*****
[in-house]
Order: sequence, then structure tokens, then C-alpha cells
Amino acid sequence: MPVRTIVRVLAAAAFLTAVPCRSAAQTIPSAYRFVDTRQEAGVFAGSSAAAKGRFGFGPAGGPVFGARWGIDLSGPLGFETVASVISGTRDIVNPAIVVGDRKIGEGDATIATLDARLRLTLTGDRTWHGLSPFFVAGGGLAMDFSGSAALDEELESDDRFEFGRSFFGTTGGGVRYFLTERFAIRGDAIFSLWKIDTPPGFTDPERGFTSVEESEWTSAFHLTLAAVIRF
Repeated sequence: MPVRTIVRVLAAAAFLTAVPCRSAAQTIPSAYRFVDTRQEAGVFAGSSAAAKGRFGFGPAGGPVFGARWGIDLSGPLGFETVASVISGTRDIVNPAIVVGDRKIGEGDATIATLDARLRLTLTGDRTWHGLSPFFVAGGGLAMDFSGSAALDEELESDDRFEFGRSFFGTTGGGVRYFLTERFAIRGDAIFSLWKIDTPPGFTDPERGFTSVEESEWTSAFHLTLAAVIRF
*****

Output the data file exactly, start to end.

[in-house]
Order: sequence, then structure tokens, then C-alpha cells
Amino acid sequence: MPVRTIVRVLAAAAFLTAVPCRSAAQTIPSAYRFVDTRQEAGVFAGSSAAAKGRFGFGPAGGPVFGARWGIDLSGPLGFETVASVISGTRDIVNPAIVVGDRKIGEGDATIATLDARLRLTLTGDRTWHGLSPFFVAGGGLAMDFSGSAALDEELESDDRFEFGRSFFGTTGGGVRYFLTERFAIRGDAIFSLWKIDTPPGFTDPERGFTSVEESEWTSAFHLTLAAVIRF
Repeated sequence: MPVRTIVRVLAAAAFLTAVPCRSAAQTIPSAYRFVDTRQEAGVFAGSSAAAKGRFGFGPAGGPVFGARWGIDLSGPLGFETVASVISGTRDIVNPAIVVGDRKIGEGDATIATLDARLRLTLTGDRTWHGLSPFFVAGGGLAMDFSGSAALDEELESDDRFEFGRSFFGTTGGGVRYFLTERFAIRGDAIFSLWKIDTPPGFTDPERGFTSVEESEWTSAFHLTLAAVIRF